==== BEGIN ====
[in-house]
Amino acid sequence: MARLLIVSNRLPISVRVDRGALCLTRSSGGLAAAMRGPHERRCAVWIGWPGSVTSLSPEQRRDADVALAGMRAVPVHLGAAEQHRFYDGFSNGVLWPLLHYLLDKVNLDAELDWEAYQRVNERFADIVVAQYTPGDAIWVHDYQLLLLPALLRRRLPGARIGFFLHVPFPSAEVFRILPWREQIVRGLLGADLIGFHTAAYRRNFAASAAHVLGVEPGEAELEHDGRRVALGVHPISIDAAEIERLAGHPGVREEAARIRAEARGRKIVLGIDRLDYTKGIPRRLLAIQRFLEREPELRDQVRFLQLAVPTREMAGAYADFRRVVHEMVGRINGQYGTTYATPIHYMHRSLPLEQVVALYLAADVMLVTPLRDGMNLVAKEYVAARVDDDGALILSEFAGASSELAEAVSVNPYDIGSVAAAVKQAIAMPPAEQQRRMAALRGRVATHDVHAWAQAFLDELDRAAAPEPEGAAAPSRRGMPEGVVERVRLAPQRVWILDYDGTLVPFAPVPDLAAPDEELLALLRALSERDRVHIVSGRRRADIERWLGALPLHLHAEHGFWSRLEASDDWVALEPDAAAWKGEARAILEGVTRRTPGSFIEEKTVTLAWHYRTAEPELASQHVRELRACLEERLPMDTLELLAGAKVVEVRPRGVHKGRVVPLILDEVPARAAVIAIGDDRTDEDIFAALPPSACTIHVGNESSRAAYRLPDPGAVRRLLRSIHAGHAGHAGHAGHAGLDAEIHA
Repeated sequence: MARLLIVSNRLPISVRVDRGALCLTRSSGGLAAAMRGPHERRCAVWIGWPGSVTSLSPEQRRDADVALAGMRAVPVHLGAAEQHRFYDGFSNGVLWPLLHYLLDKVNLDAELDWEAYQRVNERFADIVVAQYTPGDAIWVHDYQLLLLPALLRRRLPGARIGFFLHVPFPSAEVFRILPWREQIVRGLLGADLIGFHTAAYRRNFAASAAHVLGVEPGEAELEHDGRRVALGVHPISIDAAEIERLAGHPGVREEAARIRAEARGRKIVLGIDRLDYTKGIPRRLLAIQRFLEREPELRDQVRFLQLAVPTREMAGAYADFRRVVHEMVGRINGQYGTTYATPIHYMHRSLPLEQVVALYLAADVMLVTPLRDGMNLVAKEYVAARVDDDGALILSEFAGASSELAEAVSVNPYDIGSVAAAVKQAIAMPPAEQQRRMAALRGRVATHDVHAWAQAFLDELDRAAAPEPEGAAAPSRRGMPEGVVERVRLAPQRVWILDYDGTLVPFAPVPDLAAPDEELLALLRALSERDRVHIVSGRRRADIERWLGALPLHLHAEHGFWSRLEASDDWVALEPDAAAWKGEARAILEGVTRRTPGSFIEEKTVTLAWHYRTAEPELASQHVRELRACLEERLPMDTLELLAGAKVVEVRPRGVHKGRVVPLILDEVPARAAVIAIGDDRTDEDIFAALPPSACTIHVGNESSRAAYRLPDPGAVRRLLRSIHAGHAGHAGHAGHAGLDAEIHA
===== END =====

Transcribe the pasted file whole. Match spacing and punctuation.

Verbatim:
[in-house]
Amino acid sequence: MARLLIVSNRLPISVRVDRGALCLTRSSGGLAAAMRGPHERRCAVWIGWPGSVTSLSPEQRRDADVALAGMRAVPVHLGAAEQHRFYDGFSNGVLWPLLHYLLDKVNLDAELDWEAYQRVNERFADIVVAQYTPGDAIWVHDYQLLLLPALLRRRLPGARIGFFLHVPFPSAEVFRILPWREQIVRGLLGADLIGFHTAAYRRNFAASAAHVLGVEPGEAELEHDGRRVALGVHPISIDAAEIERLAGHPGVREEAARIRAEARGRKIVLGIDRLDYTKGIPRRLLAIQRFLEREPELRDQVRFLQLAVPTREMAGAYADFRRVVHEMVGRINGQYGTTYATPIHYMHRSLPLEQVVALYLAADVMLVTPLRDGMNLVAKEYVAARVDDDGALILSEFAGASSELAEAVSVNPYDIGSVAAAVKQAIAMPPAEQQRRMAALRGRVATHDVHAWAQAFLDELDRAAAPEPEGAAAPSRRGMPEGVVERVRLAPQRVWILDYDGTLVPFAPVPDLAAPDEELLALLRALSERDRVHIVSGRRRADIERWLGALPLHLHAEHGFWSRLEASDDWVALEPDAAAWKGEARAILEGVTRRTPGSFIEEKTVTLAWHYRTAEPELASQHVRELRACLEERLPMDTLELLAGAKVVEVRPRGVHKGRVVPLILDEVPARAAVIAIGDDRTDEDIFAALPPSACTIHVGNESSRAAYRLPDPGAVRRLLRSIHAGHAGHAGHAGHAGLDAEIHA
Repeated sequence: MARLLIVSNRLPISVRVDRGALCLTRSSGGLAAAMRGPHERRCAVWIGWPGSVTSLSPEQRRDADVALAGMRAVPVHLGAAEQHRFYDGFSNGVLWPLLHYLLDKVNLDAELDWEAYQRVNERFADIVVAQYTPGDAIWVHDYQLLLLPALLRRRLPGARIGFFLHVPFPSAEVFRILPWREQIVRGLLGADLIGFHTAAYRRNFAASAAHVLGVEPGEAELEHDGRRVALGVHPISIDAAEIERLAGHPGVREEAARIRAEARGRKIVLGIDRLDYTKGIPRRLLAIQRFLEREPELRDQVRFLQLAVPTREMAGAYADFRRVVHEMVGRINGQYGTTYATPIHYMHRSLPLEQVVALYLAADVMLVTPLRDGMNLVAKEYVAARVDDDGALILSEFAGASSELAEAVSVNPYDIGSVAAAVKQAIAMPPAEQQRRMAALRGRVATHDVHAWAQAFLDELDRAAAPEPEGAAAPSRRGMPEGVVERVRLAPQRVWILDYDGTLVPFAPVPDLAAPDEELLALLRALSERDRVHIVSGRRRADIERWLGALPLHLHAEHGFWSRLEASDDWVALEPDAAAWKGEARAILEGVTRRTPGSFIEEKTVTLAWHYRTAEPELASQHVRELRACLEERLPMDTLELLAGAKVVEVRPRGVHKGRVVPLILDEVPARAAVIAIGDDRTDEDIFAALPPSACTIHVGNESSRAAYRLPDPGAVRRLLRSIHAGHAGHAGHAGHAGLDAEIHA